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Who is to Blame for Bear Stearn's Demise?
Big Picture

From our Things that make you go Hmmmm department:

There is a meme going around about the death of Bear Stearns (BSC). According to some people (mostly current and ex-employees) the collapse of the fifth largest investment bank in the US is the fault of many people, none of whom happen to be the management of Bear Stearns itself.

Let's review some of the reasons why this was "not" Bear Stearn's fault:

1) Various clients -- like Renaissance Technologies Jim Simons, who pulled his prime brokerage account from Bear a few weeks earlier, as well as short sellers spreading rumors -- caused a run on the bank.

2) The Greenspan Fed, for not giving iBanks a seat at the discount window when Glass-Steagall Act was repealed (K & Co, March 16). 

3) The Ben Bernanke Fed, for failing to raise rates more rapidly.

These excuses are a steaming pile of organic, enzyme-free donkey fazoo. One in particular stands out as more manure laden than the rest. I wish to draw your attention to the third excuse, as it was penned earlier this week by, of all people, three Bear Stearns economists. Its titled "Apart From That, Mrs. Lincoln, How Was The Play?"  You see, it turns out that because the Fed kept rates so low, we ended up with all this bad paper, which ultimately led to the increase in foreclosures, then a sub-prime implosion, a housing debacle, derivative collapse, counter-party risk, recession, etc.  If only the Fed raised rates more rapidly, their argument goes none of this would have happened.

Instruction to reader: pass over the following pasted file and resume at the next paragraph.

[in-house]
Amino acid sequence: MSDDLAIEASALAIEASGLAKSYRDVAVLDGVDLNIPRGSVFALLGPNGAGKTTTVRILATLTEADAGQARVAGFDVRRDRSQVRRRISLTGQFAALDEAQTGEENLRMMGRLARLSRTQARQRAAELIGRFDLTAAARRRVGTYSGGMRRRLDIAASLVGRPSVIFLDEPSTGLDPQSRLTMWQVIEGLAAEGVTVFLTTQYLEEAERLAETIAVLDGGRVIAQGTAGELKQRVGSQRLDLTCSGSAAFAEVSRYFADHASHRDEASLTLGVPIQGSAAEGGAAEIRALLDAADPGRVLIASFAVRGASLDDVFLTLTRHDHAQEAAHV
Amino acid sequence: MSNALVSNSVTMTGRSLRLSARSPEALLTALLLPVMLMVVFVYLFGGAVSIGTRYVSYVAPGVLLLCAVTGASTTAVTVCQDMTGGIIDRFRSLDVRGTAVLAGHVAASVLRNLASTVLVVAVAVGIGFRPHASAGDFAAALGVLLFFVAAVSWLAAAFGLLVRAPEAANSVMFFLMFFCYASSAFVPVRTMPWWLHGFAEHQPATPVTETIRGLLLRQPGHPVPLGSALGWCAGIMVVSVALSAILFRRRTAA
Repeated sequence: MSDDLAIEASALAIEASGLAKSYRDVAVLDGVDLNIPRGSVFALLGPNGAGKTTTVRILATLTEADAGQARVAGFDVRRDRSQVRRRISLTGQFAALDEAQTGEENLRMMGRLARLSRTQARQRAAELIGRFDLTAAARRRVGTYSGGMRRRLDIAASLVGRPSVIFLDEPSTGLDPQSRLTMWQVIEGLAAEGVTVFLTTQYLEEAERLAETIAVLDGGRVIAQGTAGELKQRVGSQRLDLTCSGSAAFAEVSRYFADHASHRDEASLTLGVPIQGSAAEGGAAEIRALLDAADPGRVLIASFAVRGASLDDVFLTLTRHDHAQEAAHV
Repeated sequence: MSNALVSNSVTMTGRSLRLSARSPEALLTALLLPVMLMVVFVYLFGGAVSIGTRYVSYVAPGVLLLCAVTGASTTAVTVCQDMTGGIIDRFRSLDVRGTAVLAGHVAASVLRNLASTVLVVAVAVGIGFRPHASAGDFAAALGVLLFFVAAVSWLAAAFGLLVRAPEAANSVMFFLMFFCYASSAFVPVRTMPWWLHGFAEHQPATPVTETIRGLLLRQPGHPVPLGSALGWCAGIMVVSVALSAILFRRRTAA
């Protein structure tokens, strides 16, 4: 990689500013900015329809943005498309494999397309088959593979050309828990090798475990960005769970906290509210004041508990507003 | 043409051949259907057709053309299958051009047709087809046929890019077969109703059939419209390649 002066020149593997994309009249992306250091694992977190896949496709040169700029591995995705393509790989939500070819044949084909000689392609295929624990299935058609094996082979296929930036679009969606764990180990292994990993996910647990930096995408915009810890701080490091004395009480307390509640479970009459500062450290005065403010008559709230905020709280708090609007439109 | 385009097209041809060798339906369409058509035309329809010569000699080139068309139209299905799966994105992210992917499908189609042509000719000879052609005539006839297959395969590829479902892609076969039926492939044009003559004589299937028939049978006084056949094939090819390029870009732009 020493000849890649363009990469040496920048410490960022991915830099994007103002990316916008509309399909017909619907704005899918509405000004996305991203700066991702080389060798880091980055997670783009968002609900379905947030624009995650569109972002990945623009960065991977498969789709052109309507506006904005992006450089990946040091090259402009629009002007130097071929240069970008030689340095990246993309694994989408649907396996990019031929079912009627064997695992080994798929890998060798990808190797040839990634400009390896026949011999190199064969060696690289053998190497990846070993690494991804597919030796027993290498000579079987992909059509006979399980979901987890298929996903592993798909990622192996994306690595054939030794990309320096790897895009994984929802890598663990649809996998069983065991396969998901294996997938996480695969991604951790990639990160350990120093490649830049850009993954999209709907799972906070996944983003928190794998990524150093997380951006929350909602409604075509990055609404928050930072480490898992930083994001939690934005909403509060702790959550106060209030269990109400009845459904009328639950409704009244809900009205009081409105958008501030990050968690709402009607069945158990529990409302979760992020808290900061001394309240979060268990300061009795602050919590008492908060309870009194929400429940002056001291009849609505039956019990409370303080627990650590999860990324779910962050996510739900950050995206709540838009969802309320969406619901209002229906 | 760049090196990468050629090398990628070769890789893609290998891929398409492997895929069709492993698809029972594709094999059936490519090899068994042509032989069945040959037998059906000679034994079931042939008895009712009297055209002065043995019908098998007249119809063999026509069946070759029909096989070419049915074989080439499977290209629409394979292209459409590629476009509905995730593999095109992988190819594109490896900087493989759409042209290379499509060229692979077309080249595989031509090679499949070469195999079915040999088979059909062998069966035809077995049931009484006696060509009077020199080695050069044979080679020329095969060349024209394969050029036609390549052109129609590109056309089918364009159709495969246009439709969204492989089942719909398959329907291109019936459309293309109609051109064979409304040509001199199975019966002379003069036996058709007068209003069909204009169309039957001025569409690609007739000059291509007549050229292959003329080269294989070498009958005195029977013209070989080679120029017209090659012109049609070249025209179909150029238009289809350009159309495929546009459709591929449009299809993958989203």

Um, sure it is, if you say so. Now, put the gun keyboard down, and back away from the laptop.

To me, this is the equivalent of blaming McDonalds (MCD) for your being obese. Why-oh-why must they make the Quarter Pounder (with cheese) so delicious? Who amongst us can possibly resist its mouthwatering sesame seed buns, its delectable, fat-laden goodness? Hmmmmm, so scrumptious!

Not everyone else gorged at the trough of mortgage backed securities the way Bear did: They were the most aggressive player in the mortgage backed underwriting arena, their internal hedge funds were amongst the most heavily leveraged to the junk. Indeed, of all the banks on Wall Street, one in particular stands out for how heavily tied they were to mortgage securitization industry: Bear Stearns.  Of course, this obviously had nothing to do with Bears' current predicament.

Then there is the small matter of, shall we call it, a lack of diplomacy on Bear's part. Back in 1998, when Long Term Capital Management was going down, the major banks were brought together by the New York Fed President. The only party who refused to participate in the $3 billion bailout (which turned out to be profitable for asl involved) was Long Term's prime broker, Bear Stearns. That's the sort of poor Wall Street corporate citizenry which can make you quite a few enemies. If revenge is a dish best served cold, you can be sure plenty of people were thrilled on Sunday to announce Supper's Ready.

Finally, there seems to be this tendency amongst Bear economists of playing the role of imperfect messenger. Recall that just as the credit crunch was unfolding, it was Bear (of all people!) who advised everyone: Don't Panic About the Credit Market. Ironically, part of Bear's current criticism consists of blaming the Fed today for, well, not panicking back then -- even as they were telling everyone to calm down. Sorry, but you don't get to have it both ways.

The bottom line is that Bear went under because of the poor judgment of their management: their aggressive risk taking, their positions in the mortgage back market, their apparent lack of risk controls, their leverage, lack of liquidity and reserves, and the enemies they made over the years. Sorry to be so blunt, but get real: It was nobody's fault but their own.

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